Police in every country have always found that the elements required for proof and admissible evidence in a democracy cramp their style. They have long cast envious eyes at the time-honored use of entrapment by totalitarian states. They saw their opportunity this time and they took it. While a "probable cause" hearing before a judge may be required to install a wiretap, there are no similar restrictions on a Federal "sting."

After all, if there is "integrity" in a controlling legal authority's suspicion that a suspect might commit a crime, what can it matter if the crime was a setup, complete with pre-installed taping systems, two way mirrors and agents provocateurs working from scripts to induce an offense which can guarantee indictment and conviction? In Abscam the FBI used agents pretending to be representatives of an Arab sheik offering bribes of up to $100,000 to test and wheedle public officials suspected of political corruption into committing it on the record -- hence the contraction of Arab and scam. What could be better proof of its validity than the conviction of seven members of Congress -- our "criminal class" as Mark Twain would have it?

Greeted with rapturous applause across the nation for its attack on corruption by public officials, the entrapment campaign was expanded to local jurisdictions where Washington Mayor Marion Barry got set up for a drug conviction with the assistance of informers. The ultimate tipoff to the debasement the process has reached today is what is now common practice: the ongoing confiscation of money and assets totaling tens of millions of dollars often directly funding the agencies that created the entrapment convictions.

The process is so out of control now that there need not even be a crime committed. As Maro Robbins reported in The San Antonio Express-News last week: a huge FBI sting operation extending over many states investigating local police drug trade involvement hasn't even bothered to bait their set-ups with real drugs. In San Antonio, "…agents resorted to flour, then crumbly chunks of drywall, to mimic cocaine bricks… ." There can be no better example of the FBI's contempt for the judiciary's attention to the protection of due process and the rules of evidence than that they confidently expect a conviction on this evidence. Presumably, the first time the Secret Service can convince some would-be political assassin to shoot at a dummy of his intended victim he can be convicted of murder as well.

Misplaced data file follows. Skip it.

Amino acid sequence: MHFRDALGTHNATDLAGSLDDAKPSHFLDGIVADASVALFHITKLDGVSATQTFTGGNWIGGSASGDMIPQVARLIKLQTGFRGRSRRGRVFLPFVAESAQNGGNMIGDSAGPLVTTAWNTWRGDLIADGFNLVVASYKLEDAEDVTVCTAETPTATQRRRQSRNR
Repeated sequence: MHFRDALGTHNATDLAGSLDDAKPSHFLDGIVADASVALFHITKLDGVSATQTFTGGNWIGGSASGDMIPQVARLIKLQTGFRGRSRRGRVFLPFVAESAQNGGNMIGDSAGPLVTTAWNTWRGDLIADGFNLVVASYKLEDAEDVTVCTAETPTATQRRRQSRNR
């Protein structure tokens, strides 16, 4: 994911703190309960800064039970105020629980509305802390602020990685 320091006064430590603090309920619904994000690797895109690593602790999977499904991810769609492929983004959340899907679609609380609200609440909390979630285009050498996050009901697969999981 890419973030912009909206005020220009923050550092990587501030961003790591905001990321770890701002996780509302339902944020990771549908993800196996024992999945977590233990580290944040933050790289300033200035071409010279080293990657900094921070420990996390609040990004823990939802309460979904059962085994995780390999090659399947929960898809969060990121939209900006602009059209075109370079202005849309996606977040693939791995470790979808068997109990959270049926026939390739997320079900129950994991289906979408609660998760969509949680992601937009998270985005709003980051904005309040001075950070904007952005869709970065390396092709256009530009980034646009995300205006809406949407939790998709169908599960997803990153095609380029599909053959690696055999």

Much of this bonanza flowed from the increased concentration police authorities have now learned to focus on "the war on drugs" as a wild card to get them larger budget allocations, manpower, fancy equipment, and additional authority -- despite the landslide of their abuses of individual liberties they have cynically learned to regard in the current climate as a minor nuisance. J. Edgar Hoover had played the same game with the "Red menace" and the "Cosa Nostra." First the Feds and then big city police departments and now even villages boast expensive muscle-bound SWAT teams which sit around uselessly with their gold-plated heavy equipment to counter the largely imaginary "threat" of terrorist and drug lord activities. And we are left with the irony of officers of the peace increasingly making war on ordinary citizens on the least suspicion of even the contemplation of an infraction.